With an estimated 39 million users of social media at the beginning of 2017 in the UK with a penetration rate of 58%, face to face communication could be on the decline. While many enjoy the benefits of staying connected with friends and family across the world, the consequence for others is lack of face to face social integration leading to loneliness.
There are an estimated nine million people considered to be socially isolated in the UK, with the elderly being one of the groups most affected. A study in the Journal of Neurology, Neurosurgery and Psychiatry found that people who feel lonely are more than twice as likely to develop Alzheimer’s. Loneliness is expected to rise by 49% in the next 10 years.
Those likely to be at risk of experiencing loneliness
The Campaign to end loneliness provides key facts to identify those likely to be at risk from loneliness, Key risk factors:
- Personal circumstances
- Personal Characteristics
- Health and Disability
- Contact with friends and family
- Getting out and about
- Living alone
Regeneration of community areas to reduce loneliness
Social interactions need to be a part and parcel of everyday routine for elderly people. Not only interacting with one another, but also with society more generally, whatever the age; these frequent bursts of engagement are essential. This is further supported by The Alzheimer’s Association, who claim that as little as ten minutes per day will develop a person’s brain function and mental health dramatically.
Constantly cultivating motor skills is one way that can, at the very least decrease the likelihood of developing the condition. Social hubs are a fantastic way of doing just this, presenting participants of all ages the opportunity to engage, learn, have fun and, of course, nurture their competitive spirit!
Giving the elderly lively and comfortable settings in which to interact will aid in the constant battle to tackle social isolation. Taking advantage of technological advancements and making room to develop new initiatives that will engage and stimulate people of all ages is also essential.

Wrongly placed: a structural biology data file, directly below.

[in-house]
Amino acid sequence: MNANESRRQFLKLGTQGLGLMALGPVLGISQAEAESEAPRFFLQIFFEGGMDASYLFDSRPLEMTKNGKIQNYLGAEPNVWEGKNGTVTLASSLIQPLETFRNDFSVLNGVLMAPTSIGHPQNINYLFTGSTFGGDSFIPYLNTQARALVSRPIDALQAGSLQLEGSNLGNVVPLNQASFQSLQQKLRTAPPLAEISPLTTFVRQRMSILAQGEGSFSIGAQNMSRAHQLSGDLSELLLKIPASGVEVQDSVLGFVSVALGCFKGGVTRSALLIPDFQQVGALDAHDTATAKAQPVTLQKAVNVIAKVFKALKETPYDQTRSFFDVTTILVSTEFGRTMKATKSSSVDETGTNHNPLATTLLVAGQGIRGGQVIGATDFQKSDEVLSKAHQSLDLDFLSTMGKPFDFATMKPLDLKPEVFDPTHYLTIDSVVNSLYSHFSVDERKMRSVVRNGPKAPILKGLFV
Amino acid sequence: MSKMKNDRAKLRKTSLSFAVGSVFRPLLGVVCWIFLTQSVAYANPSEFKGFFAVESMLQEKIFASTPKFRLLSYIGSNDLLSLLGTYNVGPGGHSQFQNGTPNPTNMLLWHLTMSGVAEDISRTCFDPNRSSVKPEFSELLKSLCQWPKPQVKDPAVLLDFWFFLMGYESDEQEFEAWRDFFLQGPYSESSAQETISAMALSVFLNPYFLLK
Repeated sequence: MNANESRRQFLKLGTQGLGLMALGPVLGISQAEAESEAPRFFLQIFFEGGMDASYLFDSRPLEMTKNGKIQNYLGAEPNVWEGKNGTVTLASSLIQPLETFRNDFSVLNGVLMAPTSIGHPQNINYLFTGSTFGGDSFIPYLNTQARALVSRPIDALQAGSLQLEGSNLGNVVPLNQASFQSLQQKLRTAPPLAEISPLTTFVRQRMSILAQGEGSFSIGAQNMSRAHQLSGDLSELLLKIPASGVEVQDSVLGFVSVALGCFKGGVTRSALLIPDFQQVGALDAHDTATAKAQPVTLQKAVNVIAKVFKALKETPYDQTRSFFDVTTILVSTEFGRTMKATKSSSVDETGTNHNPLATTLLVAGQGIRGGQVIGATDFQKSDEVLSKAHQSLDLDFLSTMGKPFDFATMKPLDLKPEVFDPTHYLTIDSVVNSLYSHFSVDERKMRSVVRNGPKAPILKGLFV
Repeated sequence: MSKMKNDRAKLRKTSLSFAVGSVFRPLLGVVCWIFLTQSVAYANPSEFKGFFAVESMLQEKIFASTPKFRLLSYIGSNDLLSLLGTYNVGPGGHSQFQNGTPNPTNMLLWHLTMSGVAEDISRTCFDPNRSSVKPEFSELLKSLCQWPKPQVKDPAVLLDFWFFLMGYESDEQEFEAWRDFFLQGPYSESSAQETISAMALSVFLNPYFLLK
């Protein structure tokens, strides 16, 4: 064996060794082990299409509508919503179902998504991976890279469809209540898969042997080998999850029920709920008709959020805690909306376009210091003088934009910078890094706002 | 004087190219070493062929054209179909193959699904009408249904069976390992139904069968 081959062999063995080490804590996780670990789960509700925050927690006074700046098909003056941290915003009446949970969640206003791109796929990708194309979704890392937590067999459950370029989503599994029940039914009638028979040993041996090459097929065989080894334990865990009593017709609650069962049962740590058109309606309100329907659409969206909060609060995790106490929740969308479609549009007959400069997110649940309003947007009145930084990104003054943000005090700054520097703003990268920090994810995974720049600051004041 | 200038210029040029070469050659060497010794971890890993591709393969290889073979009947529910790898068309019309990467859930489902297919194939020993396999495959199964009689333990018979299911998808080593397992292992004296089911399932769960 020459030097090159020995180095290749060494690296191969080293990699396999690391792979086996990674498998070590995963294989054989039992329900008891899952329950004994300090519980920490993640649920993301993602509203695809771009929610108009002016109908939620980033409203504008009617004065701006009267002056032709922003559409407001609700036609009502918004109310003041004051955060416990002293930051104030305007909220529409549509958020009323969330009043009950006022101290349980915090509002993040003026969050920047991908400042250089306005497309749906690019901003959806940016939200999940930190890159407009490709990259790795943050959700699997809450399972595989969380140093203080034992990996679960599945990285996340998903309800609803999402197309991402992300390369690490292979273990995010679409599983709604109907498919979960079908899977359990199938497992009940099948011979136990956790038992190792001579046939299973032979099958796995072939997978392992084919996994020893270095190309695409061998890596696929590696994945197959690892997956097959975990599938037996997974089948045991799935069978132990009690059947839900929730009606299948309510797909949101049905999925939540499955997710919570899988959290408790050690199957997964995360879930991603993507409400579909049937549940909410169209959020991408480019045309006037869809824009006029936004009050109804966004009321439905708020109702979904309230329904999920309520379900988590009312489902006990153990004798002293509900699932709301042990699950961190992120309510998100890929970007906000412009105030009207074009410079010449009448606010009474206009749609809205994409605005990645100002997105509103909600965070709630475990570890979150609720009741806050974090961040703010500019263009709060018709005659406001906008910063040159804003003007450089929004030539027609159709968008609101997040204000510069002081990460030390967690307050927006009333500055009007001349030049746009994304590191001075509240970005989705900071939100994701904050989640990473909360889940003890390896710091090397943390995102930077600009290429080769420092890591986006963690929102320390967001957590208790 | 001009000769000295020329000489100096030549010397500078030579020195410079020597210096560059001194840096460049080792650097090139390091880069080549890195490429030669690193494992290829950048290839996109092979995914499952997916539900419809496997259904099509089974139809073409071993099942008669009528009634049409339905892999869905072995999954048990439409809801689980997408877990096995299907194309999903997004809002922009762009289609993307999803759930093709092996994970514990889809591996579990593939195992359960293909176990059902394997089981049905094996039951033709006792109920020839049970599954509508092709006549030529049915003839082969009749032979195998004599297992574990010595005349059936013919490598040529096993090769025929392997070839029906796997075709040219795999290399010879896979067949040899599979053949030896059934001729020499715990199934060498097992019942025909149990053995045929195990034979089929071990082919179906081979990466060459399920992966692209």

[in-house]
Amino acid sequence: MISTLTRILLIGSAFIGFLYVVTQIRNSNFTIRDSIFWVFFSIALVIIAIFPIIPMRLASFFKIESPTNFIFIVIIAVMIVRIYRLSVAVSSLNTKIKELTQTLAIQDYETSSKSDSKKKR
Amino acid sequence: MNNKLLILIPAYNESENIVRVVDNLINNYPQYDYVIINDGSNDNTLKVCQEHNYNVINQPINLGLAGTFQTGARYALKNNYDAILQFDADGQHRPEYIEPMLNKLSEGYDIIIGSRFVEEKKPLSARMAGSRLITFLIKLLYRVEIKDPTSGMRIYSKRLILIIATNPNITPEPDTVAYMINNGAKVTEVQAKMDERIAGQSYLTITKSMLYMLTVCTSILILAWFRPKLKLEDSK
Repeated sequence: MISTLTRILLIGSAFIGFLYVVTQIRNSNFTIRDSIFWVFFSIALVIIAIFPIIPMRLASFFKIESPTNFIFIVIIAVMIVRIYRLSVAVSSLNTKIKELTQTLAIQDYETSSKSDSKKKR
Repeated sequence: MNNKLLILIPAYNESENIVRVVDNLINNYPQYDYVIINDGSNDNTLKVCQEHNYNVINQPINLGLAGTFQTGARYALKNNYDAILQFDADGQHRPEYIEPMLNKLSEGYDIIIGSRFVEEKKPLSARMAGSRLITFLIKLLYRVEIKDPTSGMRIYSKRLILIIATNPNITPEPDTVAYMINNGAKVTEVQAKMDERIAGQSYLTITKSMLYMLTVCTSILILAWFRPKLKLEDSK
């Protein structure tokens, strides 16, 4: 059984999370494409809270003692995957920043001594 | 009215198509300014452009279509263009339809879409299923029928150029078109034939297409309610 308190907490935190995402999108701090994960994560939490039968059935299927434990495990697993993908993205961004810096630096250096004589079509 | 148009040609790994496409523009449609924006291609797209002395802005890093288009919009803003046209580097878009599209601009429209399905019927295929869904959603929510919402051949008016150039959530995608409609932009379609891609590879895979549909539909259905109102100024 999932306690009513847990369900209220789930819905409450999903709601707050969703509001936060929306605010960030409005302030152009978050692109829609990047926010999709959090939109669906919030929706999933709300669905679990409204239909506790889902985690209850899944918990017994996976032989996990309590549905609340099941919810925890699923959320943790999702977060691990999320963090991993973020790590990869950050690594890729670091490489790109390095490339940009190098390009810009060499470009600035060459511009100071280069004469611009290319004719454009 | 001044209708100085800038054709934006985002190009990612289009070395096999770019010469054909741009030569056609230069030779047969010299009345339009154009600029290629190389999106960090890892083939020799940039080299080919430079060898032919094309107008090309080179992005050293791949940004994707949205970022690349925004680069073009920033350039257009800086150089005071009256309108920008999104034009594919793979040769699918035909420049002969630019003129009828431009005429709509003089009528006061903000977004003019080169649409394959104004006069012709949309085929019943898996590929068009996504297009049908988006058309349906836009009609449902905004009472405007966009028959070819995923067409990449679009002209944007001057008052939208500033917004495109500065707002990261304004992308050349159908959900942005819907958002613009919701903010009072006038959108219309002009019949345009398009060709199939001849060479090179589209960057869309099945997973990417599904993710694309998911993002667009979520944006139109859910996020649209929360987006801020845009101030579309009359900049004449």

Tovertafel ™ – The Magic Table™
Dutch researcher Hester Le Riche developed the Tovertafel ™ (The Magic Table™) in collaboration with dementia care homes to create a series of games to stimulate people physically, mentally and socially.
The games consist of a series of interactive light animations projected on any table that motivate the mind and inspire those to be active. Anyone can come together and play these games in any social setting such as libraries and community centres.
For more information please visit http://shift8.co.uk
We can all do our bit to end loneliness
Awareness of loneliness in our communities should encourage all of us to spend 10 minutes of our time each day checking on neighbours, chatting to people in the street and generally interacting with the older generation more frequently.
John Ramsay, CEO & Founder of social enterprise Shift8*
Loneliness in older people https://www.nhs.uk/conditions/stress-anxiety-depression/loneliness-in-older-people/
Number of Facebook Users by Ages in the UK: https://www.statista.com/statistics/507417/number-of-facebook-users-in-the-united-kingdom-uk-by-age-and-gender/
The effects of social isolations: https://www.ukessays.com/essays/nursing/the-effects-of-social-isolation-nursing-essay.php
Forecast number of social network users in UK: https://www.statista.com/statistics/553530/predicted-number-of-social-network-users-in-the-united-kingdom-uk/
£20million investment to tackle loneliness: https://www.gov.uk/government/news/20-million-investment-to-help-tackle-loneliness